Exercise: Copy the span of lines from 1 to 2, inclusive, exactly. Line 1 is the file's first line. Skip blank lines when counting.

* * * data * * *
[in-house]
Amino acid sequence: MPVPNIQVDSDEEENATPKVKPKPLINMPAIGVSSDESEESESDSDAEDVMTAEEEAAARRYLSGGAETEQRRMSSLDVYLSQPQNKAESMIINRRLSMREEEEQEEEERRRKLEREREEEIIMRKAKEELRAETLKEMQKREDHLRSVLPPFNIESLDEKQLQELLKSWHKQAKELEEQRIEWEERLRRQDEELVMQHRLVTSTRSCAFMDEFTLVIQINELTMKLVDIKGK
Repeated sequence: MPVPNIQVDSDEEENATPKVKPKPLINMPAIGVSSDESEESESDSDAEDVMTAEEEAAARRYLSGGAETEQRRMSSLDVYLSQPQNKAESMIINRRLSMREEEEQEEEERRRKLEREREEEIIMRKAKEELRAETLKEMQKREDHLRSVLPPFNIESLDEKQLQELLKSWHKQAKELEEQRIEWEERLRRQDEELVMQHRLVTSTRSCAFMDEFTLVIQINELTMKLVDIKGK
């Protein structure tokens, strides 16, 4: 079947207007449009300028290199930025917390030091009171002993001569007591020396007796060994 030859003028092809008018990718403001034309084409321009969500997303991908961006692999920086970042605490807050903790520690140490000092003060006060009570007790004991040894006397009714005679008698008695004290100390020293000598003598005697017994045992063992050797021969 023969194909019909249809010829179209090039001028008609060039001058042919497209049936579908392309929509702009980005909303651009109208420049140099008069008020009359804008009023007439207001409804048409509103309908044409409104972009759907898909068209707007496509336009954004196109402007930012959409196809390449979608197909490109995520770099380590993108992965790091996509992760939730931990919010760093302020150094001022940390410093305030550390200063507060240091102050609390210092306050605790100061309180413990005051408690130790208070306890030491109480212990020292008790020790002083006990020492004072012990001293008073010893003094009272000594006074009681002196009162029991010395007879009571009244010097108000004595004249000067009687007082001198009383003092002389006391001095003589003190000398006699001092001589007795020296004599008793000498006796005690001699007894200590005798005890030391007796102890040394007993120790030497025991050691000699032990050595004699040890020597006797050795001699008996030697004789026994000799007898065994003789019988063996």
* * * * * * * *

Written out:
[in-house]
Amino acid sequence: MPVPNIQVDSDEEENATPKVKPKPLINMPAIGVSSDESEESESDSDAEDVMTAEEEAAARRYLSGGAETEQRRMSSLDVYLSQPQNKAESMIINRRLSMREEEEQEEEERRRKLEREREEEIIMRKAKEELRAETLKEMQKREDHLRSVLPPFNIESLDEKQLQELLKSWHKQAKELEEQRIEWEERLRRQDEELVMQHRLVTSTRSCAFMDEFTLVIQINELTMKLVDIKGK